The primary outcome measured was TTR, and the secondary outcome was warfarin-related adverse events (bleeding and thromboembolism) occurring during a one-year follow-up period. INR results during the follow-up were used to calculate TTR by the Rosendaal method [28], which uses linear interpolation to assign an INR result to each day between two successive observed INR values. The TTR calculation did not include the INR value determined at the first appointment at AC for either group, and it was adjusted to fit within the patient INR-target range (2.00–3.00 or 2.50–3.50). INR was measured in the intervention group weekly or once within two weeks if out of range and once a month if within therapeutic range. In the control group, the frequency varied depending on the decision of assistant physicians. Any type of bleeding (e.g., epistaxis, hematoma, gastrointestinal, genitourinary, intracranial, and retroperitoneal hemorrhages) was recorded and evaluated according to its severity. Minor bleeding was defined as events not related to systemic complications and not requiring specific medical intervention. Major bleeding included intracranial and retroperitoneal hemorrhages, episodes involving a fall of at least 2.0 g/dL in hemoglobin or a need for at least two units of red blood cells, and any bleeding episode considered the patient’s primary cause of death. Venous and arterial thromboembolisms (thromboembolic/thrombotic events) were recorded when confirmed by imaging combined with an appropriate medical evaluation.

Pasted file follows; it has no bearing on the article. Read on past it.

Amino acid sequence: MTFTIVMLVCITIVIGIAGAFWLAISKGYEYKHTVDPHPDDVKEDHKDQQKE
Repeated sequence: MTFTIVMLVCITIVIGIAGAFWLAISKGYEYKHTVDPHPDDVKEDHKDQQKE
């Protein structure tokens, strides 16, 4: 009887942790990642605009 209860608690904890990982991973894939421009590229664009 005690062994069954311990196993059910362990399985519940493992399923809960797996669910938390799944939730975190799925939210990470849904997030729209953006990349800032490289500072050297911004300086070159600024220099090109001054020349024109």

2.6. Sample Size

The sample size was calculated to detect a minimum difference of 10% in the absolute values of TTR between groups using Stata software (StataCorp. 2004. Stata Statistical Software: Release 8. College Station, TX, USA), with a statistical power of 90% and a 95% confidence level. Based on published data, variations from 3% to 26% in TTR were found in studies evaluating the performance of UMC and AC [15,20,21,22,29,30,31]. A calculated sample size of T. cruzi non-infected patients resulted in 84 subjects for each group. A target sample size with ~18% more participants was selected to ensure sufficient statistical power and to account for ‘drop-outs’ during the study. All T. cruzi-infected patients were considered for recruitment.

2.7. Statistical Analysis